Bigelow Aerospace announced a few days ago a new spin-off company that will focus on the commercialization and exploitation of its low-orbit inflatable habitats. Two hotels could open in space in 2021.
Since its founding in 1999, Bigelow Aerospace has focused on the construction of inflatable space modules to evolve into low Earth orbit. Since 2016, the ISS has hosted the BEAM (Bigelow Expandable Activity Module), an ultra-resistant inflatable module. Until 2018, the astronauts aboard the station will have the difficult task of testing its resistance to the space environment, the company aiming for an inflatable habitat in lunar orbit by 2022. Called Bigelow B330, this new module could then serve as habitat, but also warehouse to facilitate the links between the Earth and the Moon. But it seems that Bigelow Aerospace wants to “diversify” its intentions a bit.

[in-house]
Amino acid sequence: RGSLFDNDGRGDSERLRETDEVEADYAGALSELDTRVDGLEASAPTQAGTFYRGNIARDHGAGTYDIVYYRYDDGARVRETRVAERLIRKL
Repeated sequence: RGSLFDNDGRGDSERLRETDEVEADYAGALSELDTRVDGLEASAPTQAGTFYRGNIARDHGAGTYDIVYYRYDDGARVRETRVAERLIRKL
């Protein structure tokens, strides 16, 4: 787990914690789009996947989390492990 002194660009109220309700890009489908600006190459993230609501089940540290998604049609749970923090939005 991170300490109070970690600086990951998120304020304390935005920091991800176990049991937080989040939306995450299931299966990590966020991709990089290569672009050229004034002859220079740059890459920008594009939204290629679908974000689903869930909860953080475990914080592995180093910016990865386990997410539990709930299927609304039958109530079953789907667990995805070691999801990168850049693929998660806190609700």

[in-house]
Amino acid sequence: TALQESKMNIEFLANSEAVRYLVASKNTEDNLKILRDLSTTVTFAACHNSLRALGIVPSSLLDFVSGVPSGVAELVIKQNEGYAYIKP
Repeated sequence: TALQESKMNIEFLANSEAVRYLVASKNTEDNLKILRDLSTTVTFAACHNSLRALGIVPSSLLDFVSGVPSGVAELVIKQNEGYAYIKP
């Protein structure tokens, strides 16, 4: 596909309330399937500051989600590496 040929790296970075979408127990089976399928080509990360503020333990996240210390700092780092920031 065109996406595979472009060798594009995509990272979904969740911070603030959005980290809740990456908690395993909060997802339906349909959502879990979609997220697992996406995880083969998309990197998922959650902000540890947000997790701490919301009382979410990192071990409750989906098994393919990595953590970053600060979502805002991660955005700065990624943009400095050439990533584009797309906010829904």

The company, based in Las Vegas, has launched Bigelow Space Operations (BSO), a spin-off company dedicated to the commercialization and exploitation of these inflatable space habitats, which could be used as space hotels. According to a press release, the company’s first objective will be to quantify the market for stations in orbit; two inflatable habitats are already planned for 2021. The B330-1 and B330-2 will be designed to evolve in low Earth orbit, and each will be able to accommodate up to six people within its 330 cubic meters of expandable space (for comparison, the International Space Station has an internal volume of 915 cubic meters).
In terms of measurements, the Bigelow B330 will be much larger than their predecessor currently tested in the ISS: 14 meters long and 6.7 meters wide, for a weight of around 20 tonnes (1.3 tonnes for the BEAM, 3,2 meters long and 4 meters wide). To send them into space, Bigelow plans to rely on a Vulcan rocket, a new heavy lift vehicle developed by United Launch Alliance.